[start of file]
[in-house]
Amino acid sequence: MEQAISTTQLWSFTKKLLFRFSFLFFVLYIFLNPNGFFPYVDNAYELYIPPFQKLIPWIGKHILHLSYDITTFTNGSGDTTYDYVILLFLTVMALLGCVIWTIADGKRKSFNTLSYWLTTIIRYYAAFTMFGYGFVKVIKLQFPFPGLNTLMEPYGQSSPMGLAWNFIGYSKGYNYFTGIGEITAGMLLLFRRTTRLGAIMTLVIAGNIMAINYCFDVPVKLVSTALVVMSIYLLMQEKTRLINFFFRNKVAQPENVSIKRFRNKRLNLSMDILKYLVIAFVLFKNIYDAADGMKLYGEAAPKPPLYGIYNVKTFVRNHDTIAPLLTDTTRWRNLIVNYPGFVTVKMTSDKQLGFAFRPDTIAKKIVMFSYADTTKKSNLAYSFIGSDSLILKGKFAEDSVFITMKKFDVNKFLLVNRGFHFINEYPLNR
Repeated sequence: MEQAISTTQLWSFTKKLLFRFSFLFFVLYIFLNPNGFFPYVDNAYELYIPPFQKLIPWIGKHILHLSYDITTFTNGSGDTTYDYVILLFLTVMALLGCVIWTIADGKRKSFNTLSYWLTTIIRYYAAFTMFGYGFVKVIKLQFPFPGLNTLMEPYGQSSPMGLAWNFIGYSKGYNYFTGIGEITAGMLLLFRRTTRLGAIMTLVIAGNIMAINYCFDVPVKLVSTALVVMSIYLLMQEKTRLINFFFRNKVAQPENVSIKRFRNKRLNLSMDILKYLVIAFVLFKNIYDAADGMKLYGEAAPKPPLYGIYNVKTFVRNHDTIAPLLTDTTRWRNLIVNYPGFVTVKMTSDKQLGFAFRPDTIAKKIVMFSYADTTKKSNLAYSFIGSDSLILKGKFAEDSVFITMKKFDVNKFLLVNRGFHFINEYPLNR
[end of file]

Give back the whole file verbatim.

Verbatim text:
[in-house]
Amino acid sequence: MEQAISTTQLWSFTKKLLFRFSFLFFVLYIFLNPNGFFPYVDNAYELYIPPFQKLIPWIGKHILHLSYDITTFTNGSGDTTYDYVILLFLTVMALLGCVIWTIADGKRKSFNTLSYWLTTIIRYYAAFTMFGYGFVKVIKLQFPFPGLNTLMEPYGQSSPMGLAWNFIGYSKGYNYFTGIGEITAGMLLLFRRTTRLGAIMTLVIAGNIMAINYCFDVPVKLVSTALVVMSIYLLMQEKTRLINFFFRNKVAQPENVSIKRFRNKRLNLSMDILKYLVIAFVLFKNIYDAADGMKLYGEAAPKPPLYGIYNVKTFVRNHDTIAPLLTDTTRWRNLIVNYPGFVTVKMTSDKQLGFAFRPDTIAKKIVMFSYADTTKKSNLAYSFIGSDSLILKGKFAEDSVFITMKKFDVNKFLLVNRGFHFINEYPLNR
Repeated sequence: MEQAISTTQLWSFTKKLLFRFSFLFFVLYIFLNPNGFFPYVDNAYELYIPPFQKLIPWIGKHILHLSYDITTFTNGSGDTTYDYVILLFLTVMALLGCVIWTIADGKRKSFNTLSYWLTTIIRYYAAFTMFGYGFVKVIKLQFPFPGLNTLMEPYGQSSPMGLAWNFIGYSKGYNYFTGIGEITAGMLLLFRRTTRLGAIMTLVIAGNIMAINYCFDVPVKLVSTALVVMSIYLLMQEKTRLINFFFRNKVAQPENVSIKRFRNKRLNLSMDILKYLVIAFVLFKNIYDAADGMKLYGEAAPKPPLYGIYNVKTFVRNHDTIAPLLTDTTRWRNLIVNYPGFVTVKMTSDKQLGFAFRPDTIAKKIVMFSYADTTKKSNLAYSFIGSDSLILKGKFAEDSVFITMKKFDVNKFLLVNRGFHFINEYPLNR